Anyone who has spent time looking through Erika and Lanny’s portfolio will know that their work often features some incredible flash techniques. Every photographer I talk to has a different approach to working with flash and while there are plenty of photographers, myself included, who don’t focus on artificial lighting at all it’s hard not to be blown away by the stunning lit portraits on the blog and website. I asked what it was that drew the pair to working with flash.
L -I think when we transitioned from shooting in the mountains and extreme situations to shooting weddings we went from capturing images that were just inherently extraordinary just by virtue of what it is. Then the new challenge was trying to give our wedding images that same impact. For me it was images that had dramatic light, whether it’s natural or manufactured lighting. The ones that had dramatic light were the ones that drew me in.
E – Another thing we’ve always tried to do is to “shoot how it feels” which you can do with couples that express their emotion really well, but if they don’t, you have to use all of these different tricks that sort of give the image that feeling. So we started experimenting with all of these different kinds of flash to give an image a feeling instead of just capturing how it looks.
If you just capture how something looks at a lot of weddings that can be quite ordinary as an outsider looking in. But our clients don’t see it that way, they feel it. So by finding ways to use the light or interesting perspectives and compositions or shoot throughs, the goal is to find a way to capture that feeling. So in a way flash can achieve this.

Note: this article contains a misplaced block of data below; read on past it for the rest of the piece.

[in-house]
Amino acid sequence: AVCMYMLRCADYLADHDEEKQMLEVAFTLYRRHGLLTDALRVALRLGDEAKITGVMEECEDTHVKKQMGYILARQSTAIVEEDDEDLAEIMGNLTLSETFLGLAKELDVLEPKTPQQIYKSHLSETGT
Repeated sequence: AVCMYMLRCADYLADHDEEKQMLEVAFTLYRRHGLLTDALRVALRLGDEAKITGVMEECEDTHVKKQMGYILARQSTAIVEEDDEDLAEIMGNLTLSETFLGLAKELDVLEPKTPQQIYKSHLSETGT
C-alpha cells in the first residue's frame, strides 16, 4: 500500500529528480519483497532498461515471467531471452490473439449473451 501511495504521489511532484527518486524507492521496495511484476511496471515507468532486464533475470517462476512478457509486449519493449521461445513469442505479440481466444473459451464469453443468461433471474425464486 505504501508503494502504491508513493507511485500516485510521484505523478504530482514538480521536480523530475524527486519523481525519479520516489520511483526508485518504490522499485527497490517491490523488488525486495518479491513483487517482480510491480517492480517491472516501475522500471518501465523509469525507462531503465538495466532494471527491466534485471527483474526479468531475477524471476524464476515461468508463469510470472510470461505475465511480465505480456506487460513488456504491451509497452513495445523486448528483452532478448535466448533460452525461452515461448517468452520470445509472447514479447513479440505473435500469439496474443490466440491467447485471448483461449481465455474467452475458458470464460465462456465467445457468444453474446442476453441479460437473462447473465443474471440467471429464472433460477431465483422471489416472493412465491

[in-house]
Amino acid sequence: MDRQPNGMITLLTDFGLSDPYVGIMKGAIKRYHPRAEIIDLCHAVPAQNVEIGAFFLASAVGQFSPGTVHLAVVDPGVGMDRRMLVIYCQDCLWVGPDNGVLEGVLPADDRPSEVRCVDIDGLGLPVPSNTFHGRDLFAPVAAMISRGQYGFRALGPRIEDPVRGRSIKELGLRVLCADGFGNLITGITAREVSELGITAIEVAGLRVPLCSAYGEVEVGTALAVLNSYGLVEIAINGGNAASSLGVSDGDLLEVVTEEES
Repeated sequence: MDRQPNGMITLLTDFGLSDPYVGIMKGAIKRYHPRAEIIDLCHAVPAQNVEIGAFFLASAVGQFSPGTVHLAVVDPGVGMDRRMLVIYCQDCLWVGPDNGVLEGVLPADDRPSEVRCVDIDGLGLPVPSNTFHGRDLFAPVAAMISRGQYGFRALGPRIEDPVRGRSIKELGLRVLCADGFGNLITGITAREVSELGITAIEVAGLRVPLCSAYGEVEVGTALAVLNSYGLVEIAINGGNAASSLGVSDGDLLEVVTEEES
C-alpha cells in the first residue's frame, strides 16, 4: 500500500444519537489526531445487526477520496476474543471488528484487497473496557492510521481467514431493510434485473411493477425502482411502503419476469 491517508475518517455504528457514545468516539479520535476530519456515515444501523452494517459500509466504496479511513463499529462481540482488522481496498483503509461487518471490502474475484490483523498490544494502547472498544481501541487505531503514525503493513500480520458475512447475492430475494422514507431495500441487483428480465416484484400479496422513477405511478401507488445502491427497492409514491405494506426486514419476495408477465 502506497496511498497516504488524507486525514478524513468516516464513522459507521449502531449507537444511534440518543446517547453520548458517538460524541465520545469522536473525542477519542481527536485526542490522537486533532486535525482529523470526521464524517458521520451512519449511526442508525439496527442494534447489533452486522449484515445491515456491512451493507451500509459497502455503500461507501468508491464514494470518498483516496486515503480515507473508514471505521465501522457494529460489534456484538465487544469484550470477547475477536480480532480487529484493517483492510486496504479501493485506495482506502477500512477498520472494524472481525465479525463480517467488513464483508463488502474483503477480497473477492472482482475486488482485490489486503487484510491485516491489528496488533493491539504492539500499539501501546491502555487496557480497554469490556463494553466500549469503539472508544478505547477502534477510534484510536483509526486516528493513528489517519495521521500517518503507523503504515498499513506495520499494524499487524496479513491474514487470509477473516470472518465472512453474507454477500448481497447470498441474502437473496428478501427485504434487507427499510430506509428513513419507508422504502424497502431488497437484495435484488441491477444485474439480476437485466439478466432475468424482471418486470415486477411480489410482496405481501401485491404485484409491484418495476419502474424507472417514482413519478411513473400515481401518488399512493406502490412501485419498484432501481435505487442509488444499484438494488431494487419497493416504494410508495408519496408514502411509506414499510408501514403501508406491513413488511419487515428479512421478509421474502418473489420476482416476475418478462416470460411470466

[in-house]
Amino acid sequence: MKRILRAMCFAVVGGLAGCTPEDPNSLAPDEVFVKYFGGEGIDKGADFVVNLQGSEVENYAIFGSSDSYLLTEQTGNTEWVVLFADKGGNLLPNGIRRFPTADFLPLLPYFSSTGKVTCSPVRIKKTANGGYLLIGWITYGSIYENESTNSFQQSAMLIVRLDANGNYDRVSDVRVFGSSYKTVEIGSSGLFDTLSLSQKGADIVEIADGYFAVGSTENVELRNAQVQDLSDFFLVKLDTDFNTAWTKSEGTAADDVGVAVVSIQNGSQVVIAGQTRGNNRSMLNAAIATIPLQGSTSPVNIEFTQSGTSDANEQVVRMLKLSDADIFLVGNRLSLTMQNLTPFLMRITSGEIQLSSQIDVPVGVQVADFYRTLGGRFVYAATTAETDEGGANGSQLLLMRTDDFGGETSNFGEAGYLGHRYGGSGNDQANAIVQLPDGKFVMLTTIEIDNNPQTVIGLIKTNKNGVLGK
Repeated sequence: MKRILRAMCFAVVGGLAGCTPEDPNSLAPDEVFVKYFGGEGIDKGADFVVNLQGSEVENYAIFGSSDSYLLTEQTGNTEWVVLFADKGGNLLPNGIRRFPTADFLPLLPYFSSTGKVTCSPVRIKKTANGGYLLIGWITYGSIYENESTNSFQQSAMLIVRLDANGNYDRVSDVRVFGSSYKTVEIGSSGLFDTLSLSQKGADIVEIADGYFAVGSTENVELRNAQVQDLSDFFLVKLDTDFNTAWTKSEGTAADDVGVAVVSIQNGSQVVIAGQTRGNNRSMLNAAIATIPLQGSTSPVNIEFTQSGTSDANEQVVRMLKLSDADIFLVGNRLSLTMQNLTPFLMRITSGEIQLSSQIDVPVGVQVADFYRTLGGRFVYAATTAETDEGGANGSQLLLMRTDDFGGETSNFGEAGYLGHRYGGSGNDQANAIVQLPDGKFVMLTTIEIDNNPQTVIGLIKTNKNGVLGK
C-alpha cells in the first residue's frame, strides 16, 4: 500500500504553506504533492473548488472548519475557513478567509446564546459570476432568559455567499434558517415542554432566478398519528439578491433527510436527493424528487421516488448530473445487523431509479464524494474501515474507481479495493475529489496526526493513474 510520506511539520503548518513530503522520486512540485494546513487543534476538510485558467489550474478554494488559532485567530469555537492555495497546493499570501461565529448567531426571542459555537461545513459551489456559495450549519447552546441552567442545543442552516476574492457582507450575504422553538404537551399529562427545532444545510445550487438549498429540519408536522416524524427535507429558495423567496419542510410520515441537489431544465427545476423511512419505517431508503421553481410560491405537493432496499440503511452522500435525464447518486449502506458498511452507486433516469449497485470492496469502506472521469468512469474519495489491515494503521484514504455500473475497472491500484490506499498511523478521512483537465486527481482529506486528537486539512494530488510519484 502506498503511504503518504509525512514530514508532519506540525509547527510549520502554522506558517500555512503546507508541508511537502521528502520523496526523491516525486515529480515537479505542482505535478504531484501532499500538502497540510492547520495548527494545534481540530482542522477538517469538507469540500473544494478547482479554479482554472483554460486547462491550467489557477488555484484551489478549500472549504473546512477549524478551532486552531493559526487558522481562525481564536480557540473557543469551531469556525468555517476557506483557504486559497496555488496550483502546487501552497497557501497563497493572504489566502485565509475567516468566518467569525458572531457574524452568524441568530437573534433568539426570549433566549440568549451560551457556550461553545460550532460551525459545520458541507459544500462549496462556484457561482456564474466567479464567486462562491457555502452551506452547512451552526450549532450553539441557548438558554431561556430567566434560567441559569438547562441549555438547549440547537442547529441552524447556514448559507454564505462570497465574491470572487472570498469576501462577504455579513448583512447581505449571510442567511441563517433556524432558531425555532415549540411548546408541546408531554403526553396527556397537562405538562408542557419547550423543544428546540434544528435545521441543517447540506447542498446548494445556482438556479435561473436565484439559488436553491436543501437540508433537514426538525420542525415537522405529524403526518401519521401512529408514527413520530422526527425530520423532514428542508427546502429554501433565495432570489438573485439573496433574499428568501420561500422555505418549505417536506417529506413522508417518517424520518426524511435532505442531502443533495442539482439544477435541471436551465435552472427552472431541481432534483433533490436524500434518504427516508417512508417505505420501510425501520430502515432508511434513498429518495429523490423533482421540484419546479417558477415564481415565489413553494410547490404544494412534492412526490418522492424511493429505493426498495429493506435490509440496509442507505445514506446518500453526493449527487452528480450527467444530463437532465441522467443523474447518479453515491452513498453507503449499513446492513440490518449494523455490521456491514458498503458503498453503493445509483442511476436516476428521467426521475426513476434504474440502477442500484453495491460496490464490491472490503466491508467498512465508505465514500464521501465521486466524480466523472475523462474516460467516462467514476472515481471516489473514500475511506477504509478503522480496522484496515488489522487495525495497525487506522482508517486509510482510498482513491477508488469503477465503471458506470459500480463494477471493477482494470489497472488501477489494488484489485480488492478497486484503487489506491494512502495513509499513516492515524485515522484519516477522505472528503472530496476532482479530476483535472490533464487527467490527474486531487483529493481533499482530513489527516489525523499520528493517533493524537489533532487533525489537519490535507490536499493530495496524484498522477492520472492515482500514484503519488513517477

L – We were scared shitless of it to begin with! I remember because we saw Dave and Quin from DQ Studios who were really good with off camera flash and we just started experimenting. We really had no idea but we’d just put the flash somewhere to see what it would look like. It was all accidental success; we’d just see what looked nice! There was no science behind it for us. When I talk to other photographers and they are like ‘yeah I’ve got my flash set up over there at f5.6…’ that makes no sense to me whatsoever! Still we have no idea, we don’t use a light meter or anything like that. We just look at the camera and say oh it needs a little more or a little less, maybe we’ll need to move it. There’s no science behind our flash work whatsoever.
E – It’s kind of like you taste the soup and if it needs more salt, more flash or less flash. Our approach with the photojournalism is to simplify everything as much as possible. So with the flash it’s not technical bullshit it’s just more light or less light.
So it always has to be asked, what’s in the kit bags?